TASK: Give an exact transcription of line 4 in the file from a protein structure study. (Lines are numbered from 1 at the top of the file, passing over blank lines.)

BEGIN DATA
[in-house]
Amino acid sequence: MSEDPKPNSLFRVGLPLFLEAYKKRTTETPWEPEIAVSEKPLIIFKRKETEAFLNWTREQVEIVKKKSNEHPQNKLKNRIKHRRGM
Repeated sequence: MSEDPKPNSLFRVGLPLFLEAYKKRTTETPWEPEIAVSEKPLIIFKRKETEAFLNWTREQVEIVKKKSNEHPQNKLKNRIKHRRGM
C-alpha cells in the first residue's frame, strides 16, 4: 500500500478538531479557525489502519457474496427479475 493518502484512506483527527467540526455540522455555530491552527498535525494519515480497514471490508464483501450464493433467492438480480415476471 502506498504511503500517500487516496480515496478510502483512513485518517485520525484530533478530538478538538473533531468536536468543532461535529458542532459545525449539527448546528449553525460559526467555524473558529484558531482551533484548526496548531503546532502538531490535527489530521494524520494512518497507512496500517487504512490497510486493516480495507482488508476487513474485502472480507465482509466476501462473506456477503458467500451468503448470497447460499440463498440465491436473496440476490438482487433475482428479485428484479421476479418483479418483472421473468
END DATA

C-alpha cells in the first residue's frame, strides 16, 4: 500500500478538531479557525489502519457474496427479475 493518502484512506483527527467540526455540522455555530491552527498535525494519515480497514471490508464483501450464493433467492438480480415476471 502506498504511503500517500487516496480515496478510502483512513485518517485520525484530533478530538478538538473533531468536536468543532461535529458542532459545525449539527448546528449553525460559526467555524473558529484558531482551533484548526496548531503546532502538531490535527489530521494524520494512518497507512496500517487504512490497510486493516480495507482488508476487513474485502472480507465482509466476501462473506456477503458467500451468503448470497447460499440463498440465491436473496440476490438482487433475482428479485428484479421476479418483479418483472421473468